On Friday, March 14, 2014, we posted "IRS Revised FormW-8BEN For Individuals - What Form Do You Use For Entities?" Where we discussed that the Internal Revenue Service (IRS) had released revised IRS Form W-8BEN (Certificate of Foreign Status of Beneficial Owner for United States Tax Withholding (Individuals)).

The IRS Instructions for Form W-8BEN provided that Form W-8BEN IRS Form W-8BEN is now used exclusively by individuals and Entities should use IRS Form W-8BEN-E which was still in draft form.

We advised that taxpayers should use the old W-8BEN for entities, until the new one (coming out soon) for entities, W'8BEN-E comes out. Well the new Form W-8BEN-E has now been released.

The IRS released on March 29 the final version of the 2014 Form W-8BEN-E, a form required under the Foreign Account Tax Compliance Act.

Form Form W-8BEN-E, Certificate of Status of Beneficial Owner for United States Tax Withholding and Reporting (Entities) is available at
Have an IRS Problem?

Contact the Tax Lawyers at 
Marini & Associates, P.A.

 for a FREE Tax Consultation at:   
Toll Free at 888-8TaxAid ( 888 882-9243)

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Are You A Credit Suisse Client? You May Want to Make Your Voluntary Disclosure NOW!

We previously posted on Monday, March 10, 2014, U.S.Client of Credit Suisse? Last Chance To File A Voluntary Disclosure! where we discussed that Thousands of Credit Suisse Group AG’s U.S. clients still don’t know whether tax authorities will learn their identities as prosecutors work to conclude a three year probe of how the bank helped them evade taxes.

The Swiss disclosure program will lead to 106 banks’ producing information short of client names. We posted on January 28, 2014, Offshore Swiss Bank Account? This May Be Your Last Chance To File A Voluntary Disclosure! where we discussed that the United States Justice Department has received 106 requests from Swiss entities to participate in a US settlement program.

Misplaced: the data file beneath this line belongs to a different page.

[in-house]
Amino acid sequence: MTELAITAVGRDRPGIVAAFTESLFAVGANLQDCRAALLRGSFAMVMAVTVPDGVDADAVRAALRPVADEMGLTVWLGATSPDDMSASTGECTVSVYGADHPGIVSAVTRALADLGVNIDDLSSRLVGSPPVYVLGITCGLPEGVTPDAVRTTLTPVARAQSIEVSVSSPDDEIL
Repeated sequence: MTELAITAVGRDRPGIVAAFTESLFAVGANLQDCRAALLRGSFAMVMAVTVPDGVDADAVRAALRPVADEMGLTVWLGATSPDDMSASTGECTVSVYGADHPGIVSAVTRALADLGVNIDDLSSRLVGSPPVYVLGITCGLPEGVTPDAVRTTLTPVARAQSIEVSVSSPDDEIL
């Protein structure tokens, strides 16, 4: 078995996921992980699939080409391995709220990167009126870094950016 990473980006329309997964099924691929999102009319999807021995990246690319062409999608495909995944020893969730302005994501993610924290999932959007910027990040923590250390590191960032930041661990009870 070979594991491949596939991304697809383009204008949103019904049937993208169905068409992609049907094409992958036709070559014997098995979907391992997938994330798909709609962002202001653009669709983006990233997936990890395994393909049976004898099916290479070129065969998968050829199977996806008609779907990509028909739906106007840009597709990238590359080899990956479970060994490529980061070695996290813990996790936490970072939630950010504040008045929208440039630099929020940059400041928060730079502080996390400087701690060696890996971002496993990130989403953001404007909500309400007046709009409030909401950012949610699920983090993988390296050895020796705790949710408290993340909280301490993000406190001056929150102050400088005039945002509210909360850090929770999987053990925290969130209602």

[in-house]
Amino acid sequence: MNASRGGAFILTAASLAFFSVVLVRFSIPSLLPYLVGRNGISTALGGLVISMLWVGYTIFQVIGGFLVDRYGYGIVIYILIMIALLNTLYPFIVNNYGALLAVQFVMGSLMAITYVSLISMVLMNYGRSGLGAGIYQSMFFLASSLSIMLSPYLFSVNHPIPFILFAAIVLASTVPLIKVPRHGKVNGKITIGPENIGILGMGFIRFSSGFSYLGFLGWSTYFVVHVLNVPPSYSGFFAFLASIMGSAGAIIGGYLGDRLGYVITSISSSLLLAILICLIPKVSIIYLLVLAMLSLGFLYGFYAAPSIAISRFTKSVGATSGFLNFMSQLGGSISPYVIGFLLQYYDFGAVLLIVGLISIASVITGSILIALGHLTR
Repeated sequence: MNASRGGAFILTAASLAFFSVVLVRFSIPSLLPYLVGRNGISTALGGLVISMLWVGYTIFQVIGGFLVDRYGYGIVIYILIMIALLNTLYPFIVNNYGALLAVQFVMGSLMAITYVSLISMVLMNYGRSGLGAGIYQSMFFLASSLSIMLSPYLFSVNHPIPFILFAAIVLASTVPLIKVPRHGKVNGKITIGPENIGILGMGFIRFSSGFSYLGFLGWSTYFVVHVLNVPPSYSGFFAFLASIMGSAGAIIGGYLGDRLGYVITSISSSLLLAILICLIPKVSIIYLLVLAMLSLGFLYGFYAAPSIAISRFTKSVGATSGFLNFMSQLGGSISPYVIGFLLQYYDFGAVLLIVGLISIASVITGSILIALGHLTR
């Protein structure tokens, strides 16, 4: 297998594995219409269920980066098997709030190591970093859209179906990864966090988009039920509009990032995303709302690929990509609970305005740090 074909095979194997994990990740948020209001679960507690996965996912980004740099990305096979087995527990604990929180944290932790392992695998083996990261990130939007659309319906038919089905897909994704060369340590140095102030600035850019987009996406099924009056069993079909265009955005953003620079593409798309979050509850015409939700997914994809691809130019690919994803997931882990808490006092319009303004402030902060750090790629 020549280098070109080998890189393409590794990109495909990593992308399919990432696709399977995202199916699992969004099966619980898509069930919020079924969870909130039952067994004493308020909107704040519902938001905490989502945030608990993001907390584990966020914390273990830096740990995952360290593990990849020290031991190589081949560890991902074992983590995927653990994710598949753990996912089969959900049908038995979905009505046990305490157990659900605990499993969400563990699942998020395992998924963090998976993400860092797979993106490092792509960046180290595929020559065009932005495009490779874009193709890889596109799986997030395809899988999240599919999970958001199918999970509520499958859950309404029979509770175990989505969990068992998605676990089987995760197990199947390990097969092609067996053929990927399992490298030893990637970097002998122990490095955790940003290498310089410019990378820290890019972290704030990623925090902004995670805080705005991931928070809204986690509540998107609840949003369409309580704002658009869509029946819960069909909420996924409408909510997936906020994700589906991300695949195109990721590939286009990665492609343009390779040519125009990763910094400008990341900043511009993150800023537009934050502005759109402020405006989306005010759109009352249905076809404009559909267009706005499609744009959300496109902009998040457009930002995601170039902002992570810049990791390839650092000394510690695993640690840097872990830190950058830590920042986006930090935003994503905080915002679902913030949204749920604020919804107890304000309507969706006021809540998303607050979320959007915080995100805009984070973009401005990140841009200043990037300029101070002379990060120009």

That post also discussed that Credit Suisse, Switzerland's second largest bank, is close to reaching its own settlement with the US DOJ. Credit Suisse is one of the 13 banks excluded from the US DOJ amnesty because it was already being investigated when he program was announced, but it is still free to negotiate its own non-prosecution deal.

Credit Suisse will have to disclose a great deal of information about its American clients, even including some of their names. 

Now the US Government made the announced on Wednesday, March 12, 2014, that a former Credit Suisse Banker, Andreas Bachmann, pleaded guilty to conspiring to defraud the Internal Revenue Service (IRS) in connection with his work as a banking and investment adviser for U.S. customers.
Mr. Bachmann is 56 years old and a Swiss citizen. He and 6 other Credit Suisse bankers were indicted in 2011 on a charge that they helped U.S. clients hide $4 billion in assets from the IRS. 
This “plea is just the latest step in our wide-ranging investigations into Swiss banking activities and demonstrates the Department of Justice's commitment to global enforcement against those that facilitate offshore tax evasion,” said Deputy Attorney General Cole.  “We fully expect additional developments over the course of the coming months.”